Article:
Hillary Clinton never used just one device.

Despite an explanation that she used a personal email address so she could only carry a single device, documents show that during her time as secretary of state, she emailed her staff via both an iPad and a BlackBerry.

Four emails released by the State Department between Clinton and her senior advisers in response to a 2013 Freedom of Information Act request by the Associated Press seeking emails relating to drone strikes overseas and U.S. surveillance programs over a four-year period offer a limited look — but a look nonetheless — into Clinton's official correspondence.

In one email exchange in September 2011, personal and work matters accidentally mix.

In the instance, adviser Huma Abedin sent Clinton's personal email account an AP story about a drone strike in Pakistan. Clinton mistakenly replied with questions about decorations.

"I like the idea of these," she wrote to Abedin. "How high are they? What would the bench be made of? And I'd prefer two shelves or attractive boxes/baskets/ conmtainers (sic) on one. What do you think?"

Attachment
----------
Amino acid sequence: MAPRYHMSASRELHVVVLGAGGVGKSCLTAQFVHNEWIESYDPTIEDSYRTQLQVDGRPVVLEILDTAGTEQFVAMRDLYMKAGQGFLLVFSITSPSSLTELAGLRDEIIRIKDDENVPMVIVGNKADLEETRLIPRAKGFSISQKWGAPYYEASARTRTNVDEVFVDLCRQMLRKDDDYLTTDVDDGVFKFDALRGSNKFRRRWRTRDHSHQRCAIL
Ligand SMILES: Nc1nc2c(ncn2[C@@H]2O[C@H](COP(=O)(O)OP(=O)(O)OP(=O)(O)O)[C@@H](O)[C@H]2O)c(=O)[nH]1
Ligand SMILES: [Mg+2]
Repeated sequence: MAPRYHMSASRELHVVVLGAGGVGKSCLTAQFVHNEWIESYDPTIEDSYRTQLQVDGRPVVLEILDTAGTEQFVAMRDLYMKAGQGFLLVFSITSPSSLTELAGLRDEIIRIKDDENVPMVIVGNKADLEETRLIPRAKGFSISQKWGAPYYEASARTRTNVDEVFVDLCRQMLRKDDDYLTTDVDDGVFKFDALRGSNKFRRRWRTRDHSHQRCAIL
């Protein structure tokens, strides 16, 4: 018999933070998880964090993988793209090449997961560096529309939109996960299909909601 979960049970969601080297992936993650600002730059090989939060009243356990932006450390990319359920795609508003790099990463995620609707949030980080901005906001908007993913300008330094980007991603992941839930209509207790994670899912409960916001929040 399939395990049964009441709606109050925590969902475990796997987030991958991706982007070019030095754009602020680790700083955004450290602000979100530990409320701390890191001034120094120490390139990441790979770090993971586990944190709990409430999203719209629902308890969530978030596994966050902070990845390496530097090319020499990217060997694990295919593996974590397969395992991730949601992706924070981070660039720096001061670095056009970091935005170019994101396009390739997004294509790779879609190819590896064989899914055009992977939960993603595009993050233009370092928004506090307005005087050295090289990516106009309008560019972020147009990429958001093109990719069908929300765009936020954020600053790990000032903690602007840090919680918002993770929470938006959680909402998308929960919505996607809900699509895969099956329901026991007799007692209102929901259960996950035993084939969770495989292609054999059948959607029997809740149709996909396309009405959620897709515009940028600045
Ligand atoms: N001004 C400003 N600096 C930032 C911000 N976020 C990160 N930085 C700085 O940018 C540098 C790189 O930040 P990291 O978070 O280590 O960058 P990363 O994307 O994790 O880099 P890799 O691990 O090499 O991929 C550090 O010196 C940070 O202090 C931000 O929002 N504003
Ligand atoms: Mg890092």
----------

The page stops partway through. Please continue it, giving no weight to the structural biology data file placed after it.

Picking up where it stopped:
Abedin replied, "Did u mean to send to me?" To which Clinton wrote back, "No-sorry! Also, pls let me know if you got a reply from my ipad. I'm not sure replies go thru."

Another email turned over by the State Department shows a summary of a 2011 meeting between Sen. John McCain, R-Ariz., and senior Egyptian officials in Cairo. The email was forwarded to Clinton's private account from Abedin's government email address.

Clinton did use an iPad during her time with the State Department, but primarily to read the news, according to Clinton spokesman Nick Merrill early Tuesday morning.

Earlier this month, Clinton explained she used a personal email address rather than a government one due to convenience and the desire to simply carry one device.

"Looking back, it would have been probably, you know, smarter to have used two devices," Clinton said.

She has since faced scrutiny for the decision, specifically after saying she deleted some 30,000 emails from her personal server due to their "personal" nature. However, in the aforementioned mixing of personal and work matters, it is unclear how she went about handling the emails.

The four emails released this week are the only four the State Department said it could find meeting the terms of one FOIA request. The AP sued the State Department earlier this month to force the release of previously filed FOIA requests, starting in 2010.